Since there were four violations, the Court had to choose the worst violation to begin its analysis. The Court did not analyze the facts, did not review the different violations, did not determine Krigel’s state of mind, did not offer a citation and did not offer any explanation or analysis. The Court simply deemed Krigel’s lack of candor towards the tribunal as the worst violation.

Neither did the Court review the harm of the violations. The trial court ended up setting aside the adoption and Father was eventually granted custody. Father accumulated tens of thousands of dollars of attorneys’ fees. Father was deprived of his custody rights for just under one year, and risked permanently losing his rights to his child. The child’s life was almost certainly thrown into turmoil. Krigel’s client’s goals were not achieved. Krigel was paid approximately $22,000 for around ten hours of work.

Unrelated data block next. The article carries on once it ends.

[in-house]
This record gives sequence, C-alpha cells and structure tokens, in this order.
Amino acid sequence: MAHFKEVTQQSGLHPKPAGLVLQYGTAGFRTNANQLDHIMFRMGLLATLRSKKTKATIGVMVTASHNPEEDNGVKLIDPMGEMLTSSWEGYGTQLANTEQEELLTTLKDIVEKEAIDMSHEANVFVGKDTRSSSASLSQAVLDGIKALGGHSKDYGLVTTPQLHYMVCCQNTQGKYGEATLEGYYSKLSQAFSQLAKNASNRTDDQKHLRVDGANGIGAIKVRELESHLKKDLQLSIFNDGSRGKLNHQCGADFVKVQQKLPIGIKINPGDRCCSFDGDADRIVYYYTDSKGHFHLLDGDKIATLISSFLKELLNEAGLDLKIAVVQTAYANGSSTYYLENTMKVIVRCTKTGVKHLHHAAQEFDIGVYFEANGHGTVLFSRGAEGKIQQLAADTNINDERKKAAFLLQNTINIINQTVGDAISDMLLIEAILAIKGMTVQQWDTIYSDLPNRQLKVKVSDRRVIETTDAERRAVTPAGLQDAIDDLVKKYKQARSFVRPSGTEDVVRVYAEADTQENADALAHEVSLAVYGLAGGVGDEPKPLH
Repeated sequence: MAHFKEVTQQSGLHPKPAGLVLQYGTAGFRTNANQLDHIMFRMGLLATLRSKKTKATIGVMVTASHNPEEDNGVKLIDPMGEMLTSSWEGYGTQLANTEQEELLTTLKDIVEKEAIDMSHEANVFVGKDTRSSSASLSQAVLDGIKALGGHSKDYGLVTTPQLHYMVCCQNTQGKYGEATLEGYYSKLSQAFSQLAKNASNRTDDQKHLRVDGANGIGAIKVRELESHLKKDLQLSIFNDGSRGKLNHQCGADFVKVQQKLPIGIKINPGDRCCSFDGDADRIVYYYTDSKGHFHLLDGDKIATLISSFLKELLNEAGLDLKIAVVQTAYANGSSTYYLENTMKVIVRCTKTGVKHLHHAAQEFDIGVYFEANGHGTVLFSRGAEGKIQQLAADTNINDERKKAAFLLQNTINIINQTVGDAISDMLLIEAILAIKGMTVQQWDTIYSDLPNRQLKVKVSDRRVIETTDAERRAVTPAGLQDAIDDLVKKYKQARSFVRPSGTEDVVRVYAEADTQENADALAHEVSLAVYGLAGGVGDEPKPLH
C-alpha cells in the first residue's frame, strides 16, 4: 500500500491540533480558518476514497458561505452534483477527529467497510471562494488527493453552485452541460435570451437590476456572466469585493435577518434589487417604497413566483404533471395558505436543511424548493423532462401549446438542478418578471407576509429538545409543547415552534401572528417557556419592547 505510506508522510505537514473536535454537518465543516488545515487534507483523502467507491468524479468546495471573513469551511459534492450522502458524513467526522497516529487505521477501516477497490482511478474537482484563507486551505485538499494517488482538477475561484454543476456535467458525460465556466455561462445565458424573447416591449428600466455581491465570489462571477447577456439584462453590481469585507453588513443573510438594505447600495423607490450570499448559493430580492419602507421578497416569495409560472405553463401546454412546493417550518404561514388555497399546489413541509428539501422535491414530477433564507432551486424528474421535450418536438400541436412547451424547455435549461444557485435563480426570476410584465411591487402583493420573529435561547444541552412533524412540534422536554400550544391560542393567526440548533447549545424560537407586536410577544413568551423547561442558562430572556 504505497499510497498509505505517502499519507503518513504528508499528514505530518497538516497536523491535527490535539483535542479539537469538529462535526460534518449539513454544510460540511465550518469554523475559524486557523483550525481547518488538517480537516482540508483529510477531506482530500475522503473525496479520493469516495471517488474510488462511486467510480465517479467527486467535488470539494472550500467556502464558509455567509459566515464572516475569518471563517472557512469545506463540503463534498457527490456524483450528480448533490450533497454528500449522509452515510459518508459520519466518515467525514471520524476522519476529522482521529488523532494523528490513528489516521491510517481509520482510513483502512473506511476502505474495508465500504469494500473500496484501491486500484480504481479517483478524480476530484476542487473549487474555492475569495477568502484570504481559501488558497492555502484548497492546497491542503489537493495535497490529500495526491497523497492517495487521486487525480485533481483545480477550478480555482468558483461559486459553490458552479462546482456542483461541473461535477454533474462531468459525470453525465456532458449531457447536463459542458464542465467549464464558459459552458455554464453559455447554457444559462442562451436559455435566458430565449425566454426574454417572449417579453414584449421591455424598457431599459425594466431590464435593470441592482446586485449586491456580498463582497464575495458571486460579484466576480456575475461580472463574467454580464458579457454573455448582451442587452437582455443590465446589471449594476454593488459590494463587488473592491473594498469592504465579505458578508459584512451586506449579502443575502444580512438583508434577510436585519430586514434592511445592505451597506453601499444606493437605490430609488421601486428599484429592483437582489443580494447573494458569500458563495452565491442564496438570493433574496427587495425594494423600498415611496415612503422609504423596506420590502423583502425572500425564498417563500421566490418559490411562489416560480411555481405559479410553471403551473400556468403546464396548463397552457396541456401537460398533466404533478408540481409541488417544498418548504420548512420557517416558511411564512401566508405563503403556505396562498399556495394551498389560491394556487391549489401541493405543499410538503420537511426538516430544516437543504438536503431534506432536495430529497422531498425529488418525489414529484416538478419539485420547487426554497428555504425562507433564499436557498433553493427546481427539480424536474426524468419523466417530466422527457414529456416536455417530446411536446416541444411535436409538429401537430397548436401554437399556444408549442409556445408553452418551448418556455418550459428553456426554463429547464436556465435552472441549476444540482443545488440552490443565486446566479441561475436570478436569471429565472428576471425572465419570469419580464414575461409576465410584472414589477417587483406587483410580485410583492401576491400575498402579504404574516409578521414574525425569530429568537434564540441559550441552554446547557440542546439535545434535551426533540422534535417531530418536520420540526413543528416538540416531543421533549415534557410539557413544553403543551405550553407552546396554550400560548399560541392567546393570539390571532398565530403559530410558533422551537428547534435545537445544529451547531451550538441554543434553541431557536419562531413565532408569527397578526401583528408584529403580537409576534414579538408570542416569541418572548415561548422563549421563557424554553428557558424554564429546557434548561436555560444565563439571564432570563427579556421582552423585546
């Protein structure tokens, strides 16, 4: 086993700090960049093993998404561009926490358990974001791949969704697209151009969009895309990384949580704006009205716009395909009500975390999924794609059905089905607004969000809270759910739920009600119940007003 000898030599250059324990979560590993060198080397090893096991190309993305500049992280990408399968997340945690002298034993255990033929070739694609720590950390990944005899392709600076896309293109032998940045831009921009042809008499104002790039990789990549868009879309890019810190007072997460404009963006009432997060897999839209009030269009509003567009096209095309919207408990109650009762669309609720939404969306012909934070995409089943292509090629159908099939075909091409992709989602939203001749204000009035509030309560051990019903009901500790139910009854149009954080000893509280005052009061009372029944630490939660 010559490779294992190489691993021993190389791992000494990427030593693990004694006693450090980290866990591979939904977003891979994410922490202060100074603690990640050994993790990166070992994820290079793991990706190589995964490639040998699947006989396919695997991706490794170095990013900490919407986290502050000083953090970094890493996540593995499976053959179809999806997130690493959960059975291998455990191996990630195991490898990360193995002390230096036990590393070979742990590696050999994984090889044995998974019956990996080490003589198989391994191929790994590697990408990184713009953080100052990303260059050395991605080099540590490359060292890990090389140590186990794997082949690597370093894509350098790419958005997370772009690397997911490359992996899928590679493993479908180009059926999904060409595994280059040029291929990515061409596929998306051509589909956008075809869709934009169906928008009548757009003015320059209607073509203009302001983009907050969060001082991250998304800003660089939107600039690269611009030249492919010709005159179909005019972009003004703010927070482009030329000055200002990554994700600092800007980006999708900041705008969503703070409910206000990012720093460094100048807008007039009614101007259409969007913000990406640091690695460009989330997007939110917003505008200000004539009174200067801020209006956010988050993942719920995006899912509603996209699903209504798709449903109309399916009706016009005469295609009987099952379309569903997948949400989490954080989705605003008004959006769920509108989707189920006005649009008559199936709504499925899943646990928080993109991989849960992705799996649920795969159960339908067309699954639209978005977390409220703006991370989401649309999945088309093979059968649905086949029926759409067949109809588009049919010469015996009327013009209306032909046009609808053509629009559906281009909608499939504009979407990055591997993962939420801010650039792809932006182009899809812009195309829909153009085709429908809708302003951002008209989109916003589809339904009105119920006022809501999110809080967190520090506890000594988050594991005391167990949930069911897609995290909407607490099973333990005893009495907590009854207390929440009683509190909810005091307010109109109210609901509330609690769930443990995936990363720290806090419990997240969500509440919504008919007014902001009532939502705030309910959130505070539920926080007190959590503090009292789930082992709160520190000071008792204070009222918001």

Eventually, the Court found that suspension, and not disbarment, was the most appropriate standard for that violation. However, the Court never returned to the other three violations to see if a disbarment presumption would be appropriate for any of them.

The Court cited the general disbarment standard for lack of candor towards the tribunal: “when an attorney, with an intent to deceive the court, submits a false document, makes a false statement, or withholds material information, disbarment is the appropriate sanction.”

The facts directly related to this violation involved Krigel’s client falsely testifying about Father not claiming custodial rights.

The Court’s analysis can be seen through its usage of caselaw:

  1. In re Ver Dught